Piles of tin fill the clinic yard for distribution for home building

In the midst of Friday’s activities, we had very little phone contact with Rocky, who was supposed to be bringing our food supplies out to us.  Gemi spoke with him several times but we had trouble figuring out where he was and then estimating when he might arrive up at the clinic.  Rocky promised Gemi that he would be there before Saturday and we didn’t need to cancel the distribution.  All we could think about was the hundreds of people who would be walking for hours to come to the clinic for food the next day.  If the food wasn’t there…..!  We didn’t want to entertain that possibility but the situation was looking more and more discouraging by the hour.  It was obvious that Cherlie and I were going to spend another night in Gatineau as we waited for the food delivery.  We packed up all of our belongings that evening, realizing that if the food wasn’t there and hundreds of hungry people were, we might need to get out of Dodge quickly!  We prayed and prayed as we worked.

At 10:30pm Rocky called to say they had just crossed Riviere Glace (the Ice River), so they were still several hours away.  I slept fitfully, alternately thinking and praying my heart out.  “Please, Lord, make the impossible possible,” I prayed.  My cell phone lost its signal, so Rocky called Gemi at 1am to say that he was in Jérémie and didn’t want to wait until dawn to come up the mountain.  So, Gemi gathered up Viel and two other friends and they drove their motorcycles down the mountain to meet Rocky and the truck in order to show them the way up to the clinic.  At 4am Gemi drove up outside our residence and honked his horn.  I was already awake, having heard the sound of the large truck in the distance.  The truck had made it up to Gatineau but got stuck in a small stream that they had to cross a short distance from the clinic.  They couldn’t budge in the mud, had a flat tire and we didn’t have another vehicle to come pick up the sacks of food.  Cherlie and Gemi and I discussed the situation over coffee.  If we unloaded the truck and put the sacks of food outside without protection, we knew the hundreds of people who were supposed to receive it wouldn’t have a chance because the “locals” would take it all for themselves.  All we could imagine was chaos.  Been there, seen that, don’t want to be a part of it today.  We discussed all the possibilities and as we talked, the clinic yard began to fill with people who had been walking since midnight to get there.  They had little pieces of paper in their hands – precious pieces of paper that meant that their families wouldn’t be hungry that night.  My heart ached as I looked at them streaming into the clinic yard.  “The food was here but would they get it?” I wondered.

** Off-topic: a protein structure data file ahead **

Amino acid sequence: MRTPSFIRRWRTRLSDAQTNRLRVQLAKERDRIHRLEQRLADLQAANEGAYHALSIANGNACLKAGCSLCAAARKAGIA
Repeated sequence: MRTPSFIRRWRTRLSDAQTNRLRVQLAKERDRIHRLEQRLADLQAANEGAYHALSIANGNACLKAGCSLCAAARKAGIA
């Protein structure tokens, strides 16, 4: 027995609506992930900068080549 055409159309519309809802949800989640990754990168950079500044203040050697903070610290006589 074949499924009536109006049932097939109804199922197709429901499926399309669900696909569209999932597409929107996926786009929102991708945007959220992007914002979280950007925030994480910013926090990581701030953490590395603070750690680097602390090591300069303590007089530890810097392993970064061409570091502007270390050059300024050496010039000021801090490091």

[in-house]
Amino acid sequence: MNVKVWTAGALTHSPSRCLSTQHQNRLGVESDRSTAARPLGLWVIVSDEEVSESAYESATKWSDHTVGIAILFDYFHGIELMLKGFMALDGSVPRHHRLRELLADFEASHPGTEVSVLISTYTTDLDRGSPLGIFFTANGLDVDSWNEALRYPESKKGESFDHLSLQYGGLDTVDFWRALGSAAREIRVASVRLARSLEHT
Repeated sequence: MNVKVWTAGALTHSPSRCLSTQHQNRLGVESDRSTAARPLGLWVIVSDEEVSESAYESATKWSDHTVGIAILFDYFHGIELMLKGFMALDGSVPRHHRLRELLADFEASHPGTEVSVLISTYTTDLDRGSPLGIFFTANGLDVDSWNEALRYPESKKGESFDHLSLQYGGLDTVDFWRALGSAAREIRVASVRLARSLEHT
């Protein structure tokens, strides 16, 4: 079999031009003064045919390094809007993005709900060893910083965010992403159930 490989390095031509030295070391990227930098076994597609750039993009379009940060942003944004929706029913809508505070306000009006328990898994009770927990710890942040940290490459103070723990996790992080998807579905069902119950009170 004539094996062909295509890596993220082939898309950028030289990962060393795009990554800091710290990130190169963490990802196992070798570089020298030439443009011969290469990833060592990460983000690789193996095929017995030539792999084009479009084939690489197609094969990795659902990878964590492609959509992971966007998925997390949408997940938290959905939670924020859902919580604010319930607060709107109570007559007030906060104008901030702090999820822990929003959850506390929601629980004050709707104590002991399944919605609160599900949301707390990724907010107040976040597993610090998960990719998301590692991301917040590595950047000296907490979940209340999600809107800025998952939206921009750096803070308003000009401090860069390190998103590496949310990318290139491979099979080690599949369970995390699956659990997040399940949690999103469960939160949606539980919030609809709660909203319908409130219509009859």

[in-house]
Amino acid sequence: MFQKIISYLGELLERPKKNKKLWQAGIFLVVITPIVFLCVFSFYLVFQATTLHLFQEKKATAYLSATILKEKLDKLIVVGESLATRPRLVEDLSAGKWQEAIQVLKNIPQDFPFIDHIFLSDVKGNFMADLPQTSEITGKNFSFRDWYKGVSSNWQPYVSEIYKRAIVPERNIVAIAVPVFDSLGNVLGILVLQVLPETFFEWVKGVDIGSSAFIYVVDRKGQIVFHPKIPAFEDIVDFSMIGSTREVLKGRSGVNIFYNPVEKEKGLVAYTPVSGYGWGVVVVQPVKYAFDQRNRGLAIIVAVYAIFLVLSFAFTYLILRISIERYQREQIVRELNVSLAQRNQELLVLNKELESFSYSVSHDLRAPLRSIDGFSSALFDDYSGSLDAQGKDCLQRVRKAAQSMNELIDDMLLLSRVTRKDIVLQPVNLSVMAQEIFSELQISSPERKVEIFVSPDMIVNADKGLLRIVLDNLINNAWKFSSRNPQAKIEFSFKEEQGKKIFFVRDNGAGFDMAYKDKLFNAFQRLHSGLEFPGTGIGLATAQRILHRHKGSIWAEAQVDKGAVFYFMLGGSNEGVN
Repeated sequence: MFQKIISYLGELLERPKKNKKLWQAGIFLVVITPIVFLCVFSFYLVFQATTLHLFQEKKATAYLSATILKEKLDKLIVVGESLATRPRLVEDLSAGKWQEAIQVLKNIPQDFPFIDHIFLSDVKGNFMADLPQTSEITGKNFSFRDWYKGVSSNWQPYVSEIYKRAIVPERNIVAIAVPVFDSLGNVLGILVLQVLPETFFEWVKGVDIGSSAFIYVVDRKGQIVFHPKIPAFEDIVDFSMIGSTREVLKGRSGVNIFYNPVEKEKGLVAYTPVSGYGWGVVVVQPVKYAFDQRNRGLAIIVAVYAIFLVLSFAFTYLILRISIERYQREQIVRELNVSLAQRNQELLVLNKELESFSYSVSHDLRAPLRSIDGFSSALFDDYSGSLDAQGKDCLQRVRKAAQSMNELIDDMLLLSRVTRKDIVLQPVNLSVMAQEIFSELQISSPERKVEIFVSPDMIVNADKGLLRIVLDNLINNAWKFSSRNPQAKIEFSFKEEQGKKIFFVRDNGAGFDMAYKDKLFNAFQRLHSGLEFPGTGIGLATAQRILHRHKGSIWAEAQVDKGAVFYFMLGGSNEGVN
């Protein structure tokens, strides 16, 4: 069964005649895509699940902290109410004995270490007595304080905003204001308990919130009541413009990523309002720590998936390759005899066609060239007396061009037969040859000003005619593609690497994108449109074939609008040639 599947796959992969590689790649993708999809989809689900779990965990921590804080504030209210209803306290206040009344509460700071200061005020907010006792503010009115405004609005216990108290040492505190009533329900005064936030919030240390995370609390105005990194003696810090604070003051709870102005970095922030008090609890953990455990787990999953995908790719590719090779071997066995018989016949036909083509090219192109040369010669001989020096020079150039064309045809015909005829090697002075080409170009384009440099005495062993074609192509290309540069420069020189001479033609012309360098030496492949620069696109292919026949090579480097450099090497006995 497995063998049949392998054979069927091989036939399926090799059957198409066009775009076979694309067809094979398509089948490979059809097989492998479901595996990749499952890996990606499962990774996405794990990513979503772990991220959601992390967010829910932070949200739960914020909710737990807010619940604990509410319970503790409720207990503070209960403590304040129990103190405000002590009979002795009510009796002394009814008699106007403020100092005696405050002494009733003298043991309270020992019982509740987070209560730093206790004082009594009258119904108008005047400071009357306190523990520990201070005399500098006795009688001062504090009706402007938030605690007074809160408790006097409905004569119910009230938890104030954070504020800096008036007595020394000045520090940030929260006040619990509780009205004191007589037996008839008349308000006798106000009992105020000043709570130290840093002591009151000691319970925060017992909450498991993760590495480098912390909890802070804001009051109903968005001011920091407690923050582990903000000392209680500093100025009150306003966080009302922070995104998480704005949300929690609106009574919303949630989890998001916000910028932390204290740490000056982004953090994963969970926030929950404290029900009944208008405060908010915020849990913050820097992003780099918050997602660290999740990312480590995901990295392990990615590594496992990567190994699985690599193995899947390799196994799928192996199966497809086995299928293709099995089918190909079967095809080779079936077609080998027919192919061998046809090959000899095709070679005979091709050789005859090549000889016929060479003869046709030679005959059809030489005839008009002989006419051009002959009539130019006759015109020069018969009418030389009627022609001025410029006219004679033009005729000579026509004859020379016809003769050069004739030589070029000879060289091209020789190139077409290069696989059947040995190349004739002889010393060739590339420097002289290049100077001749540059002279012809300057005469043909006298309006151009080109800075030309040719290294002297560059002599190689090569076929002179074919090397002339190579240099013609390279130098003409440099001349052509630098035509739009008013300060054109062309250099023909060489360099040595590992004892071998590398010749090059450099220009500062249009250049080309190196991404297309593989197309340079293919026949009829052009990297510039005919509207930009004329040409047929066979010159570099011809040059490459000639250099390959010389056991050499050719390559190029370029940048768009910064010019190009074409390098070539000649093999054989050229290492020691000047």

Gemi went on down to where the truck was stuck and a few minutes later Rocky appeared at our door.  We invited him in and listened to him recount the hardships of the trip out to Jérémie.  Having driven that same road hundreds of times myself, I nodded as I listened.  “What would you like us to do, Rocky?” Cherlie asked, cutting to the quick.  It was obvious that Rocky wanted to get out of the mud-hole and back to Port-au-Prince as quickly as he could.  So, we decided that the truck would be unloaded immediately and the sacks of rice and beans would be put into the public school that just happened to be very nearby.  The school had been damaged by the hurricane and was missing its roof but the rooms were intact and its doors were open.  How convenient!  So, Rocky went on back to the truck and Gemi explained the situation to the people waiting in the clinic yard, who followed his motorcycle down the road to the mud-hole.  And, that’s when the miracles started to happen.

By 8:00 AM the truck had been unloaded by Rocky’s and Gemi’s men and all sacks were accounted for and placed in a room in the school.  Then, the crowd of people got behind the truck and in one massive effort, they freed it from the mud so Rocky could be on his way back home.  By this time, a large crowd of “locals” had gathered – the same “locals” that we thought would run up and steal the food.  Instead, they placed themselves at the doors of the school and not only helped maintain order but they helped measure out the rice and beans and put it in the recipients’ sacks.  Dozens of Gatineau community members stayed all day long, helping us distribute food to those who were without.  It was an incredible example of benevolence begetting benevolence.  You see, the Gatineau “locals” were the ones who just ALL received tin and cement to rebuild their houses.  And, yesterday most of them just received kitchen kits and blankets from us.  So, it was apparent that they realized that this time the gifts were for others.  And, they helped us provide them with enthusiasm.

All the sacks of rice and beans were distributed that day.  There were some people who came from far away and did not have cards and they were served also.  And, there were a few local people who wanted food and were turned away as well as a few who had cards and there was no more food to give them.  But, overall, over 500 people were served and they went back up that mountain knowing their families would eat for a few days at least.

As Cherlie and I drove back down the mountain to come home that night, we thanked all the local people we saw along the way, including the pastor of the Baptist church in Gatineau.  “Please tell your people in church tomorrow that we appreciate their help,” we said.  “It’s what they needed to do,” he said.  No, they didn’t need to do it, but they did because maybe, finally, attitudes in the community are changing as they see compassion at work in their midst.  Praise the Lord for His perfect timing and for many lessons learned that day.

Sacks of rice and beans in the public school in Gatineau after being unloaded

Crowd of people waiting for food from the school

Measuring cans of rice into sacks for recipients